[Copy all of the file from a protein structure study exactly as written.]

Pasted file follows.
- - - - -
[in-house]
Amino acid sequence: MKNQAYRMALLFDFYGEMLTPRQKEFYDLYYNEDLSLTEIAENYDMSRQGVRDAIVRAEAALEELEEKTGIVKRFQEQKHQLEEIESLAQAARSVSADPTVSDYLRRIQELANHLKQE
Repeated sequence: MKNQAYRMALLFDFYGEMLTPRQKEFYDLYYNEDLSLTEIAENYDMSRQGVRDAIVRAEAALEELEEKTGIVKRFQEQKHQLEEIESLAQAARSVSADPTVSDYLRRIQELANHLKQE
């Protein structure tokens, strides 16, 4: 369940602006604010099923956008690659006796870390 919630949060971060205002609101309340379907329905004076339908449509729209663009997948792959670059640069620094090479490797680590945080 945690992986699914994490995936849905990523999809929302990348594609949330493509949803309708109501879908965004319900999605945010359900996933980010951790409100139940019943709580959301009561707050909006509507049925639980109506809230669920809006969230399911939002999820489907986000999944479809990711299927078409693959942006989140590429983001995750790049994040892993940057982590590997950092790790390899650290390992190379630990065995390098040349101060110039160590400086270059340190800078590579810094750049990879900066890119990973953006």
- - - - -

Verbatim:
[in-house]
Amino acid sequence: MKNQAYRMALLFDFYGEMLTPRQKEFYDLYYNEDLSLTEIAENYDMSRQGVRDAIVRAEAALEELEEKTGIVKRFQEQKHQLEEIESLAQAARSVSADPTVSDYLRRIQELANHLKQE
Repeated sequence: MKNQAYRMALLFDFYGEMLTPRQKEFYDLYYNEDLSLTEIAENYDMSRQGVRDAIVRAEAALEELEEKTGIVKRFQEQKHQLEEIESLAQAARSVSADPTVSDYLRRIQELANHLKQE
């Protein structure tokens, strides 16, 4: 369940602006604010099923956008690659006796870390 919630949060971060205002609101309340379907329905004076339908449509729209663009997948792959670059640069620094090479490797680590945080 945690992986699914994490995936849905990523999809929302990348594609949330493509949803309708109501879908965004319900999605945010359900996933980010951790409100139940019943709580959301009561707050909006509507049925639980109506809230669920809006969230399911939002999820489907986000999944479809990711299927078409693959942006989140590429983001995750790049994040892993940057982590590997950092790790390899650290390992190379630990065995390098040349101060110039160590400086270059340190800078590579810094750049990879900066890119990973953006």